Web-based assessment tools help schools without burdening network

 Web-based student-assessment tools are growing in popularity, and this popularity shows no signs of abating. They save time, enable schools to customize remedial or enrichment tools for specific skills, and automate state and national reporting.
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 Web-based student-assessment tools are growing in popularity, and this popularity shows no signs of abating. They save time, enable schools to customize remedial or enrichment tools for specific skills, and automate state and national reporting.

By Pam Derringer

Web-based student-assessment tools are growing in popularity, and this popularity shows no signs of abating. They save time, enable schools to customize remedial or enrichment tools for specific skills, and automate state and national reporting. Depending on the program, students may even be able to complete the assignments at home. Collectively, they are transforming education, enabling schools to tailor learning to specific student needs.

“No Child Left Behind is driving this,” says Joe Jenkins, chief technology officer of Natomas United School District (Calif.) near Sacramento. “Schools need more data.” Assessments also often help teachers address the needs of the “forgotten middle” group. And they fit our natures as “digital clickers.” “We want instant feedback,” Jenkins says.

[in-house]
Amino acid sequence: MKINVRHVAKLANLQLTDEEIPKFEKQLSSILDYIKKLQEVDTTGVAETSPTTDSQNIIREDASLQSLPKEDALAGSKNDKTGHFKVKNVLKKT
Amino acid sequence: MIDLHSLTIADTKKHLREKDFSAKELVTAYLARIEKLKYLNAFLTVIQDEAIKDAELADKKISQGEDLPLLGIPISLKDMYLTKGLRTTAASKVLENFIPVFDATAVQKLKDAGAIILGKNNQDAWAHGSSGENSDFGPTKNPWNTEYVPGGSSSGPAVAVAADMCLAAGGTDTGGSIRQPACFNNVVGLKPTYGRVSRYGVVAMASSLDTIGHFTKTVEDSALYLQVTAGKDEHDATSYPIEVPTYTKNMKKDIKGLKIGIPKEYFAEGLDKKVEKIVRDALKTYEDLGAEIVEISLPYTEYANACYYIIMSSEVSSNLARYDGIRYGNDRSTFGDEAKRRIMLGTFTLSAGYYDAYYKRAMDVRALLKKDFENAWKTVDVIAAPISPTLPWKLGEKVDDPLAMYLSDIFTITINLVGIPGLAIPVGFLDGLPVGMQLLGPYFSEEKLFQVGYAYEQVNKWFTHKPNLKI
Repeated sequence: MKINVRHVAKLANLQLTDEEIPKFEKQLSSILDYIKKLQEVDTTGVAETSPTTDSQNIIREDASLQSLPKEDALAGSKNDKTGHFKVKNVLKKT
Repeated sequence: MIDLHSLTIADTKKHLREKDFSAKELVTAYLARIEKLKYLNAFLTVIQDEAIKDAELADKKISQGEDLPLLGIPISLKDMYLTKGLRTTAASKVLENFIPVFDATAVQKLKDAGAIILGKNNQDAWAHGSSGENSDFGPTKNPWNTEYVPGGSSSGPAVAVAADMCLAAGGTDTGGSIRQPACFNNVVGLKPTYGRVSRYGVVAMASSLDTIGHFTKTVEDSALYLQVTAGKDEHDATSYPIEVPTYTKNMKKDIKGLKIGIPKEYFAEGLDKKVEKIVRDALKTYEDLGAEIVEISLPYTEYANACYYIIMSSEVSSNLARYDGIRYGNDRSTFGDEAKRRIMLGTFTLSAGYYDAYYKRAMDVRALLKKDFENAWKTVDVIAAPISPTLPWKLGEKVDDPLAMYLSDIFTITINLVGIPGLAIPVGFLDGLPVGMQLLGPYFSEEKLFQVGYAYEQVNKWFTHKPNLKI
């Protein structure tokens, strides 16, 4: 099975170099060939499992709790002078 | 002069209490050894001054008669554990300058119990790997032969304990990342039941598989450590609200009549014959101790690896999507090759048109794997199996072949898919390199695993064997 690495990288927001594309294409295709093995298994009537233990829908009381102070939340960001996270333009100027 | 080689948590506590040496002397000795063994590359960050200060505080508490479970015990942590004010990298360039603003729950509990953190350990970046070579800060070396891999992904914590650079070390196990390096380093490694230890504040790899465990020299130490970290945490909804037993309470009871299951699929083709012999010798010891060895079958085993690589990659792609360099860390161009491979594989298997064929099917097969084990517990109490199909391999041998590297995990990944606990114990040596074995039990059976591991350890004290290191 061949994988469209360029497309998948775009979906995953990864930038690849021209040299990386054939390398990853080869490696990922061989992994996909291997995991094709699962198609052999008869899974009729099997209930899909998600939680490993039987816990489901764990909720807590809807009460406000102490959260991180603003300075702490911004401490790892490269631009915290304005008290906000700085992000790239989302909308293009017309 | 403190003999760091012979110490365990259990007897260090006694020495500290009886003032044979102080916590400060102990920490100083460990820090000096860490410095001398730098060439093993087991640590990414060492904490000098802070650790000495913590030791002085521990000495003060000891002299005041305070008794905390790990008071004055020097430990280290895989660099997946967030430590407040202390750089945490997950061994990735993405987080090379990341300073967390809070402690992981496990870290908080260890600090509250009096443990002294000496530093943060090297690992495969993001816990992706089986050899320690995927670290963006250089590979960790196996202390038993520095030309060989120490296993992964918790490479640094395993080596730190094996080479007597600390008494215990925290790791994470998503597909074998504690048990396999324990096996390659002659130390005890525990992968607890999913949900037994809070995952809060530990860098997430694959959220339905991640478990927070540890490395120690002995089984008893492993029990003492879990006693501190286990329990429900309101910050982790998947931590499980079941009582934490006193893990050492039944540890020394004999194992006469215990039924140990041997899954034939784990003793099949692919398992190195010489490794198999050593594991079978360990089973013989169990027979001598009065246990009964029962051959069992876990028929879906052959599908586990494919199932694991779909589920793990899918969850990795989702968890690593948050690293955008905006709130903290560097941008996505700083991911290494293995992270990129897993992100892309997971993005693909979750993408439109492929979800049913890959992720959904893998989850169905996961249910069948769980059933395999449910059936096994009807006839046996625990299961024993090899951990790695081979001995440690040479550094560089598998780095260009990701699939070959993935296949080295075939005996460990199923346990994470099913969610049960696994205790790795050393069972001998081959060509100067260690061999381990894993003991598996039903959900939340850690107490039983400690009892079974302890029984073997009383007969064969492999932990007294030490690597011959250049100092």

In Charlotte County schools in Port Charlotte, Florida, Web-based assessment programs are becoming increasingly common for individualized learning at the elementary- and middle-school levels and are starting to expand into high schools, according to Chris Bress, director of learning.

Vendors like CompassLearning have taken online assessment tools to the next level, not simply converting materials to the Web but developing “quite engaging” multimedia flash content that is fun, uses humor effectively, and targets kids’ interests, Bress says. “The goal is to make the content so appealing that kids will want to do the lessons.” CompassLearning, he adds, was also one of the first to create Web-based lessons the students can access from home.

There’s also a big push currently to use assessment for credit retrieval, says Bress, helping kids get up –to speed in areas they failed or for English as a Second Language instruction, and another, concurrent push to use assessment tools for enrichment. “By no means are assessment programs a replacement for a teacher; they just give teachers another tool in their arsenal,” he says.

In the Rochester (N.Y.) School District, assessment tools and tests are increasingly important in measuring the effectiveness of academic interventions for individual students, as well as of particular programs like summer school, tutoring and extended day care. “Everything is so goal-driven that we need metrics,” says Dr. Tim Cliby, coordinating director of instructional technology.